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Evaluation of Variant Identification Methods for Whole Genome Sequencing Data in Dairy Cattle
BMC Genomics
  • Christine F. Baes, Bern University of Applied Sciences
  • Marlies A. Dolezal, University of Veterinary Medicine Vienna
  • James Eugene Koltes, Iowa State University
  • Beat Bapst, Qualitas AG
  • Eric R. Fritz-Waters, Iowa State University
  • Sandra Jansen, Technische Universität München
  • Christine Flury, Bern University of Applied Sciences
  • Heidi Signer-Hasler, Bern University of Applied Sciences
  • Christine Stricker, agn Genetics GmbH
  • Rohan L Fernando, Iowa State University
  • Ruedi Fries, Technische Universität München
  • Juerg Moll, Qualitas AG
  • Dorian J. Garrick, Iowa State University
  • James M Reecy, Iowa State University
  • Birgit Gredler, Qualitas AG
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Advances in human genomics have allowed unprecedented productivity in terms of algorithms, software, and literature available for translating raw next-generation sequence data into high-quality information. The challenges of variant identification in organisms with lower quality reference genomes are less well documented. We explored the consequences of commonly recommended preparatory steps and the effects of single and multi sample variant identification methods using four publicly available software applications (Platypus, HaplotypeCaller, Samtools and UnifiedGenotyper) on whole genome sequence data of 65 key ancestors of Swiss dairy cattle populations. Accuracy of calling next-generation sequence variants was assessed by comparison to the same loci from medium and high-density single nucleotide variant (SNV) arrays. The total number of SNVs identified varied by software and method, with single (multi) sample results ranging from 17.7 to 22.0 (16.9 to 22.0) million variants. Computing time varied considerably between software. Preparatory realignment of insertions and deletions and subsequent base quality score recalibration had only minor effects on the number and quality of SNVs identified by different software, but increased computing time considerably. Average concordance for single (multi) sample results with high-density chip data was 58.3% (87.0%) and average genotype concordance in correctly identified SNVs was 99.2% (99.2%) across software. The average quality of SNVs identified, measured as the ratio of transitions to transversions, was higher using single sample methods than multi sample methods. A consensus approach using results of different software generally provided the highest variant quality in terms of transition/transversion ratio. Our findings serve as a reference for variant identification pipeline development in non-human organisms and help assess the implication of preparatory steps in next-generation sequencing pipelines for organisms with incomplete reference genomes (pipeline code is included). Benchmarking this information should prove particularly useful in processing next-generation sequencing data for use in genome-wide association studies and genomic selection.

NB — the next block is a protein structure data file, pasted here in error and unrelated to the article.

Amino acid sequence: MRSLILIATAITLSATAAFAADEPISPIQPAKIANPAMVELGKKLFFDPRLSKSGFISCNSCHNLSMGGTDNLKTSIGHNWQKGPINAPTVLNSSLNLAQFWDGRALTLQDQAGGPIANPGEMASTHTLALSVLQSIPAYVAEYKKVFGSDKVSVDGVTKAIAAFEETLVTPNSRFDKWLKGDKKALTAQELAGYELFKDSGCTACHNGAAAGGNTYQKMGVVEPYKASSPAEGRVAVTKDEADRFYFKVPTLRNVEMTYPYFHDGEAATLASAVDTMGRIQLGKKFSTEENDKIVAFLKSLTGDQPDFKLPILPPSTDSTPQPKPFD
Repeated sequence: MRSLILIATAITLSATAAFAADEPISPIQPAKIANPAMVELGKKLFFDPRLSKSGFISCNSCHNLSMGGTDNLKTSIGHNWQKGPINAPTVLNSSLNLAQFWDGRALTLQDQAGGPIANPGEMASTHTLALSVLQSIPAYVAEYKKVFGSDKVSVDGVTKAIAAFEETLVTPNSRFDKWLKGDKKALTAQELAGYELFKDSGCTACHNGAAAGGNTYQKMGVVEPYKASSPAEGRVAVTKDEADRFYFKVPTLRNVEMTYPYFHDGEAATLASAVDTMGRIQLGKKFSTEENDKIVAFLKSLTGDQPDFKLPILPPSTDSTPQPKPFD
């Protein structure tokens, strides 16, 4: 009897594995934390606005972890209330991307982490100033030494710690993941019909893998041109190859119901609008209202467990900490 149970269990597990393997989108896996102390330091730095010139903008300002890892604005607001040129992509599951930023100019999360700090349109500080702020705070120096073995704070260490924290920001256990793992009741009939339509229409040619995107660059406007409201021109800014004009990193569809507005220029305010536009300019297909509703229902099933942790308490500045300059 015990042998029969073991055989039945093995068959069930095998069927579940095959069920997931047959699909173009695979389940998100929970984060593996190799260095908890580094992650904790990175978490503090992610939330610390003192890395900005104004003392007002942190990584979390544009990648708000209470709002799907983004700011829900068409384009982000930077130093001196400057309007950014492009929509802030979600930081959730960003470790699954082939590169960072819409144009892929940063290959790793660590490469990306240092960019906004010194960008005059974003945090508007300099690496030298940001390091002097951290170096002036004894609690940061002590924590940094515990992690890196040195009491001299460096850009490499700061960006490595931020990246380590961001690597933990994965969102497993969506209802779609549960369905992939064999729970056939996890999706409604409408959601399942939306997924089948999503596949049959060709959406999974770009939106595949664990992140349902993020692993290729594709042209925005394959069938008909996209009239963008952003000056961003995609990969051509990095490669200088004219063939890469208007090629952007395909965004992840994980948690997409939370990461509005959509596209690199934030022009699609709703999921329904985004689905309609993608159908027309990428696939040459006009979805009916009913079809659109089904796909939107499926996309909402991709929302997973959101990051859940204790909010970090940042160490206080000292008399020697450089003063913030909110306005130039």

This article is from BMC Genomics 15 (2014): 948, doi:10.1186/1471-2164-15-948. Posted with permission.

This is an open-access article distributed under the terms of the Creative Commons Attribution License, which permits unrestricted use, distribution, and reproduction in any medium, provided the original author and source are credited.
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Christine F. Baes, et al
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Christine F. Baes, Marlies A. Dolezal, James Eugene Koltes, Beat Bapst, et al.. "Evaluation of Variant Identification Methods for Whole Genome Sequencing Data in Dairy Cattle" BMC Genomics Vol. 15 (2014) p. 1 - 18
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